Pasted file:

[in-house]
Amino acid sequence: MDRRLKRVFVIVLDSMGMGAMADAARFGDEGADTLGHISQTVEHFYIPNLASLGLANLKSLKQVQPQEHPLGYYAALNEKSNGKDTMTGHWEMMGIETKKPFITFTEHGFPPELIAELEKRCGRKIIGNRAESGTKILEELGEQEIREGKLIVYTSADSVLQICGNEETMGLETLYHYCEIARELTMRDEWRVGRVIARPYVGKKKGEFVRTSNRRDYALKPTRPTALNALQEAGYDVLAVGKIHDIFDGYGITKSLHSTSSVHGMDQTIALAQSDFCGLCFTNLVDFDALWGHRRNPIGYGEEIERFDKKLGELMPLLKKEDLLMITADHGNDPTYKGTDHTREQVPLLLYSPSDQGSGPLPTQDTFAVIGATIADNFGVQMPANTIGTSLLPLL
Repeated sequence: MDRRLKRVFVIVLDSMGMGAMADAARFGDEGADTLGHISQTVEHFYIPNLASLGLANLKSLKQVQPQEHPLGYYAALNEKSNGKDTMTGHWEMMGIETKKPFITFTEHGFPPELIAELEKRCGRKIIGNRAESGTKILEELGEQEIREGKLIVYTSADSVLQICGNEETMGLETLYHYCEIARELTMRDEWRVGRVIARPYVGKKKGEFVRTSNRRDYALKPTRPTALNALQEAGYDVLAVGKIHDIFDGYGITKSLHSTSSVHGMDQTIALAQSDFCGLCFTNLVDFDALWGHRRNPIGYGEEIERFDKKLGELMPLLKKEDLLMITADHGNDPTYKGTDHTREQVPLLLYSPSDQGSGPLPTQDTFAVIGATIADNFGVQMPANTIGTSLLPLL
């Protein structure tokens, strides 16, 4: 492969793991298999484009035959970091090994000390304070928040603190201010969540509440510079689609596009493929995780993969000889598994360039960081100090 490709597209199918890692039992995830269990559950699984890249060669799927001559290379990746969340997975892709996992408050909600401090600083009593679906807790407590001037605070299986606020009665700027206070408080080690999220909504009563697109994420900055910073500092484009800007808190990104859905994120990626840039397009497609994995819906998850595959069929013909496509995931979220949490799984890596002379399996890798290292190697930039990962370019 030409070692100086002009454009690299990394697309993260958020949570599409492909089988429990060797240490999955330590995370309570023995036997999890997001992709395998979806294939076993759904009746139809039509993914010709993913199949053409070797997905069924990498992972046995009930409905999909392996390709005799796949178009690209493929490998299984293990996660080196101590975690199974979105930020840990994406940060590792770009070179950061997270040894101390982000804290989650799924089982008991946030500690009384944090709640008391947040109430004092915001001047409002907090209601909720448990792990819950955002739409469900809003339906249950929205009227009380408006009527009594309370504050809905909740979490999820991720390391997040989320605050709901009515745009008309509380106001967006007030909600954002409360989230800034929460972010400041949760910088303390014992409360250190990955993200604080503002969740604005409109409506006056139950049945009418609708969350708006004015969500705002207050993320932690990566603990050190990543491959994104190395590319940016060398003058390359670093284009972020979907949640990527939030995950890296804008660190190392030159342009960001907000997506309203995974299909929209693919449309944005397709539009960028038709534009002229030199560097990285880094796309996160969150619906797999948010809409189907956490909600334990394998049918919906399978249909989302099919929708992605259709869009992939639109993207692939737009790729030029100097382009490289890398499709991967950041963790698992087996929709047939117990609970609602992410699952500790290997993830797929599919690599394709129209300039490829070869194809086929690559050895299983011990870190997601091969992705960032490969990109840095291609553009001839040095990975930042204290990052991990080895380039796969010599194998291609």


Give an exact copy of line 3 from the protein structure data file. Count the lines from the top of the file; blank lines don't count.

Repeated sequence: MDRRLKRVFVIVLDSMGMGAMADAARFGDEGADTLGHISQTVEHFYIPNLASLGLANLKSLKQVQPQEHPLGYYAALNEKSNGKDTMTGHWEMMGIETKKPFITFTEHGFPPELIAELEKRCGRKIIGNRAESGTKILEELGEQEIREGKLIVYTSADSVLQICGNEETMGLETLYHYCEIARELTMRDEWRVGRVIARPYVGKKKGEFVRTSNRRDYALKPTRPTALNALQEAGYDVLAVGKIHDIFDGYGITKSLHSTSSVHGMDQTIALAQSDFCGLCFTNLVDFDALWGHRRNPIGYGEEIERFDKKLGELMPLLKKEDLLMITADHGNDPTYKGTDHTREQVPLLLYSPSDQGSGPLPTQDTFAVIGATIADNFGVQMPANTIGTSLLPLL